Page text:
APOB Genotypes and CDH13 Haplotypes in the Cholesterol-Related Pathway Genes Predict Non-Small Cell Lung Cancer Survival.
BACKGROUND: Several oncogenic signals are involved in the synthesis, metabolism, transportation, and modulation of cholesterol. However, the roles of genetic variants of the cholesterol pathway genes in cancer survival remain unclear. METHODS: We investigated associations between 26,781 common SNPs in 209 genes of the cholesterol pathway and non-small cell lung cancer (NSCLC) survival by utilizing genotyping data from two published genome-wide association studies. We used multivariate Cox proportional hazards regression and expression quantitative trait loci analyses to identify survival-associated SNPs and their correlations with the corresponding mRNA expression, respectively. We also used the Kaplan-Meier survival analysis and bioinformatics functional prediction to further evaluate the identified independent SNPs. RESULTS: We found five independent SNPs (APOB rs1801701C>T; CDH13 rs35859010 C>T, rs1833970 T>A, rs254315 T>C, and rs425904 T>C) to be significantly associated with NSCLC survival in both discovery and replication datasets. When the unfavorable genotype (APOB rs1801701CC) and haplotypes (CDH13 rs35859010-rs1833970-rs254315-rs425904 C-A-T-C and T-T-T-T) were combined into a genetic score as the number of unfavorable genotypes/haplotypes (NUGH) in the multivariate analysis, an increased NUGH was associated with worse survival (Ptrend < 0.0001). In addition, both APOB rs1801701T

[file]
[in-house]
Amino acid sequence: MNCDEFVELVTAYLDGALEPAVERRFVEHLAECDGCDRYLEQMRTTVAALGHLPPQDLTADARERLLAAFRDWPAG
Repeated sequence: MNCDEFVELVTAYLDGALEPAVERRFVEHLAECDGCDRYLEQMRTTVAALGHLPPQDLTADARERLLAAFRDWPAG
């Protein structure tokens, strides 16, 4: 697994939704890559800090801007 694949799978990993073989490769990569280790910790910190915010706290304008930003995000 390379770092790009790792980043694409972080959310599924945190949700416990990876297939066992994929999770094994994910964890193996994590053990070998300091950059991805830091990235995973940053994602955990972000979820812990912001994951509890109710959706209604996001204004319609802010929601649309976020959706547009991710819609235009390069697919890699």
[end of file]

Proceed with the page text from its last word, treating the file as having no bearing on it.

Deng, W; Liu, H; Luo, S; Clarke, J; Glass, C; Su, L; Lin, L; Christiani, DC; Wei, Q
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